Clevedon artist, Cathy Cowin admits it’s an ‘aeon’ since art classes at Pakuranga College first revealed a budding talent and although painting, in particular, took a back seat for many years, she tells HELEN PERRY it is now a driver in her life.
Cathy Cowin credits her 88-year-old mother’s prolific art portfolio as inspiration for her desire to paint, especially watercolours.
But if anyone should visualise a mature Cathy spending her days in the quiet Clevedon countryside, painting to her heart’s content, that would be far from the truth.
In between painting, overseeing a growing group of Clevedon Creatives (their gallery and shop) and teaching a weekly art class, Cathy manages to sandwich in a bookkeeping job and her role as a hypnotherapist. She also works in the family’s small textile company making haberdashery fringes.
Perhaps best known for her flamboyant, colourful roosters and more subtle florals, plus pen and ink work, Cathy says it is only in the past six or seven years that she has had time for painting. However, her artistic journey has embraced a variety of craft paths.
“I’ve sewed all my life and turned my hand to a number of crafts; anything creative – decopage, mosaics, fabric work and more. As a teenager I admired the pencil drawings sketched by my older, architect brother. More recently I’ve drawn on memories of his work and developed my own style, but my heart lies in watercolors.
“It was my mother, Mary Maxwell who really guided me back into painting. I always wanted to paint like her so when mum asked if I wanted to attend night classes with her at Te Tuhi in Pakuranga, I was up for it.”
Cathy says studying under Kohl Tyler-Dunshea was a revelation. “She didn’t just show us how she painted, she taught us technique whilst encouraging our own personal style. I’ve tried to adopt the same approach with the art group I now teach on Wednesday mornings in Clevedon.”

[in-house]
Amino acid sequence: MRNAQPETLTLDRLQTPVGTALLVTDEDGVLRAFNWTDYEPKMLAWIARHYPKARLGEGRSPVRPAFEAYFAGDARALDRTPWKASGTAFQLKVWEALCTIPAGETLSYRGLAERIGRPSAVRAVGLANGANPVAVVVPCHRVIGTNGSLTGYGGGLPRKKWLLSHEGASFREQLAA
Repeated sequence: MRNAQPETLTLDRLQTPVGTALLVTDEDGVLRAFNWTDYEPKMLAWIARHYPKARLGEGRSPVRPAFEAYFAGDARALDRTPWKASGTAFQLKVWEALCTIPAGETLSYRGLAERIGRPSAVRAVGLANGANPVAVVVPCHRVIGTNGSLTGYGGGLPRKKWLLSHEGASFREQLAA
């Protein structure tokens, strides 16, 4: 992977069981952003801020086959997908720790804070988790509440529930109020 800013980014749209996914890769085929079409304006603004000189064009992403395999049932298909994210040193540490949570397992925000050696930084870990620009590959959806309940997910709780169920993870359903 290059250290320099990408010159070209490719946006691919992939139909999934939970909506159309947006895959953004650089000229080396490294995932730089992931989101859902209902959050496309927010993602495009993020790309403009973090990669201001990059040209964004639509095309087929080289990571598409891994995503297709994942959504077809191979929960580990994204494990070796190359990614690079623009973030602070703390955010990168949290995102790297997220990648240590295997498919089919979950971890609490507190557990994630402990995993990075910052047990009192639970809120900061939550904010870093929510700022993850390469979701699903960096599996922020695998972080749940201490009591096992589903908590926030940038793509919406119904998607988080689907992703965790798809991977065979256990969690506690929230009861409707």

The [Clevedon] art classes are a natural progression from founding the Clevedon Creatives in 2019 when Cathy, together with fellow artist Helene Henare (Maraetai), discussed the idea of starting a weekly social group for local artists and crafters.
“It’s much like a drop-in centre where members can talk and work together,” Cathy elaborates. “Initially, there were four of us running the group – Helene and I, Elizabeth Ambrose and Emma York. We started in the Clevedon District Centre and grew quickly.”
Come their first Christmas, the ‘creatives’ were offered a former saddlery premises for a two -day pop up shop to display their work.
“We never closed; soon it was open five days and now it’s seven,” Cathy laughs.
Showcasing an eclectic range of art and crafts, the gallery-cum-shop is operated by an enthusiastic group of volunteers most of whom are talented artists or crafters in their own right.
Visitors will find everything from sculptures, paintings, quilts and glass works through to baby clothes, homewares, decorative wall art and much more.
However, in time work and family pressures saw some founder members depart on new challenges and just when Cathy was thinking she needed help, her daughter, Caitlin Sefton stepped in to co-manage the enterprise.
“That’s been wonderful; it’s given me time to run the weekly art class which I love. My hypnotherapy training has shown me that art can be an emotional outlet, helping people become aware of their own creativity. Many don’t realise how creative they until they try. They are then amazed.
“No one here has to be fantastic; they just need to enjoy what they are doing. Sometimes the idea of mixing with “artists” can make one feel apprehensive and that should never happen.
“We are community-focused and I see how much members’ confidence grows as they mix and learn from each other. What’s more, it’s important for me as a teacher to be patient and to not dominate with my style.”
When it comes to her own paintings, Cathy says although time to paint has often been limited, she remained encouraged by other artists and through former membership of the Howick Art Group.
“But, at last I am pursuing my own direction. I love painting roosters; they are fun, cheeky and have personality. I’d also like to do more botanical works. I’d like to achieve the more translucent effect which flowers often have; that’s my goal at present even though life is extremely busy.”
Clevedon Creatives and Co